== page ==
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1a46

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1a46, resolution 2.12Å ()
Ligands: ,
Non-Standard Residues:
Activity: Thrombin, with EC number 3.4.21.5
Resources: FirstGlance, OCA, RCSB, PDBsum
Coordinates: save as pdb, mmCIF, xml


Contents

THROMBIN COMPLEXED WITH HIRUGEN AND A BETA-STRAND MIMETIC INHIBITOR

Publication Abstract from PubMed

The X-ray crystal structures of four beta-strand-templated active site inhibitors of thrombin containing P1' groups have been determined and refined at about 2.1-A resolution to crystallographic R-values between 0.148 and 0.164. Two of the inhibitors have an alpha-ketoamide functionality at the scissile bond; the other two have a nonhydrolyzable electrophilic group at the P1' position. The binding of lysine is compared with that of arginine at the S1 specificity site, while that of D,L-phenylalanine enantiomorphs is compared in the S3 region of thrombin. Four different P1' moieties bind at the S1' subsite in three different ways. The binding constants vary between 2.0 microM and 70 pM. The bound structures are used to intercorrelate the various binding constants and also lead to insightful inferences concerning binding at the S1' site of thrombin.

Bound structures of novel P3-P1' beta-strand mimetic inhibitors of thrombin., St Charles R, Matthews JH, Zhang E, Tulinsky A, J Med Chem. 1999 Apr 22;42(8):1376-83. PMID:10212123

From MEDLINE®/PubMed®, a database of the U.S. National Library of Medicine.

Disease

[THRB_HUMAN] Defects in F2 are the cause of factor II deficiency (FA2D) [MIM:613679]. It is a very rare blood coagulation disorder characterized by mucocutaneous bleeding symptoms. The severity of the bleeding manifestations correlates with blood factor II levels.[1][2][3][4][5][6][7][8][9][10][11][12] Genetic variations in F2 may be a cause of susceptibility to ischemic stroke (ISCHSTR) [MIM:601367]; also known as cerebrovascular accident or cerebral infarction. A stroke is an acute neurologic event leading to death of neural tissue of the brain and resulting in loss of motor, sensory and/or cognitive function. Ischemic strokes, resulting from vascular occlusion, is considered to be a highly complex disease consisting of a group of heterogeneous disorders with multiple genetic and environmental risk factors.[13] Defects in F2 are the cause of thrombophilia due to thrombin defect (THPH1) [MIM:188050]. It is a multifactorial disorder of hemostasis characterized by abnormal platelet aggregation in response to various agents and recurrent thrombi formation. Note=A common genetic variation in the 3-prime untranslated region of the prothrombin gene is associated with elevated plasma prothrombin levels and an increased risk of venous thrombosis. Defects in F2 are associated with susceptibility to pregnancy loss, recurrent, type 2 (RPRGL2) [MIM:614390]. A common complication of pregnancy, resulting in spontaneous abortion before the fetus has reached viability. The term includes all miscarriages from the time of conception until 24 weeks of gestation. Recurrent pregnancy loss is defined as 3 or more consecutive spontaneous abortions.[14]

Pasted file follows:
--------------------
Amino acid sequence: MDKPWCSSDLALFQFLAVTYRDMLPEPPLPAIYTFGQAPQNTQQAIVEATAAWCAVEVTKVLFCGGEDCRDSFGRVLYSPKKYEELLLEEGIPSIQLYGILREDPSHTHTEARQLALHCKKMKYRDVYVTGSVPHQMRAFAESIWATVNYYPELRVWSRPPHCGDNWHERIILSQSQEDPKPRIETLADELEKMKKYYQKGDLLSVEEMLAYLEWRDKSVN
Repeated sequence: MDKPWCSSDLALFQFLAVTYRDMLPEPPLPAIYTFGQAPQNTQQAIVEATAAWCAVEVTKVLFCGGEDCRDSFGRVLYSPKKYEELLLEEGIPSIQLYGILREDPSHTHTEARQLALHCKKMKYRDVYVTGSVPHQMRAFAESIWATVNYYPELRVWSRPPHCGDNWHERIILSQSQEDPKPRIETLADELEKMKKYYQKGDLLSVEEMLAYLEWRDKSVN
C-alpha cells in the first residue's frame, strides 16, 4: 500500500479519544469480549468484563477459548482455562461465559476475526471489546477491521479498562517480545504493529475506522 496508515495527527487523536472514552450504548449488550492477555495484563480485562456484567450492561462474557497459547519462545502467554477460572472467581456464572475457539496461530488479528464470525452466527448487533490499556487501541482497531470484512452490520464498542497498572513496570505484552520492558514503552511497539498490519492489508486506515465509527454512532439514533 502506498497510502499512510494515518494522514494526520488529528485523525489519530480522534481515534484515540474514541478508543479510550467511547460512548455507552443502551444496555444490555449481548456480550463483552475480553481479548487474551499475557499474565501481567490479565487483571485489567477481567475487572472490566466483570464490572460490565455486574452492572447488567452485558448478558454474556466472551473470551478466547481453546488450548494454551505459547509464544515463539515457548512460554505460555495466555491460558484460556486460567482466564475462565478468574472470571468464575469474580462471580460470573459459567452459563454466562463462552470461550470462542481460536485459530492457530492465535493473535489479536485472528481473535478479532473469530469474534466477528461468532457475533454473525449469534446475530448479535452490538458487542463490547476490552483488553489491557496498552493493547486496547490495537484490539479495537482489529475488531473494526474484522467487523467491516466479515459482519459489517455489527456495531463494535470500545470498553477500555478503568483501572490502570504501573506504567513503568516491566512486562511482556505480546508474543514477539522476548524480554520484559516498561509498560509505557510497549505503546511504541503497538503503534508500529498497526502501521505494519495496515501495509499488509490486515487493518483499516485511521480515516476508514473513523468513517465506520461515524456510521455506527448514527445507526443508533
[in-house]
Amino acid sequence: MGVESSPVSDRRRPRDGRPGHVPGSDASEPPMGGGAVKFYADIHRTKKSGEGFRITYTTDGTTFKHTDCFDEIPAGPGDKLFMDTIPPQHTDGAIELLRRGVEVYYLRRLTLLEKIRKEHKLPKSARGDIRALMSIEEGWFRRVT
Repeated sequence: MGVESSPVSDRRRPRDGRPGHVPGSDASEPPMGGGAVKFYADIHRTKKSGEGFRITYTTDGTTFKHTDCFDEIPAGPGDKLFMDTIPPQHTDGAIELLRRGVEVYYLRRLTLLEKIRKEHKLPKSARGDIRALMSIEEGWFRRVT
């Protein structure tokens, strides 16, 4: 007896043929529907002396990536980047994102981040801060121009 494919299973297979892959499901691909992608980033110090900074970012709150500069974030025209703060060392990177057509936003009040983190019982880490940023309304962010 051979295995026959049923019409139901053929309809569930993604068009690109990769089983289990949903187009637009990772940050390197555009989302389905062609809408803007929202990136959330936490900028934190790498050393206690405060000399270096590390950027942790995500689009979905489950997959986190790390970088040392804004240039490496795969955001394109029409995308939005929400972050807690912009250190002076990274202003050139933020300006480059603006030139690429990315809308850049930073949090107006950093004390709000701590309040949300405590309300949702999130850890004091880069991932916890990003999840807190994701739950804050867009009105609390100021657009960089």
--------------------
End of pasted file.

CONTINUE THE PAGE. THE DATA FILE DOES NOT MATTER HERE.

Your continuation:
Function

[THRB_HUMAN] Thrombin, which cleaves bonds after Arg and Lys, converts fibrinogen to fibrin and activates factors V, VII, VIII, XIII, and, in complex with thrombomodulin, protein C. Functions in blood homeostasis, inflammation and wound healing.[15] [HIRV2_HIRME] Hirudin is a potent thrombin-specific protease inhibitor. It forms a stable non-covalent complex with alpha-thrombin, thereby abolishing its ability to cleave fibrinogen.

About this Structure

1a46 is a 3 chain structure with sequence from Hirudo medicinalis and Homo sapiens. Full crystallographic information is available from OCA.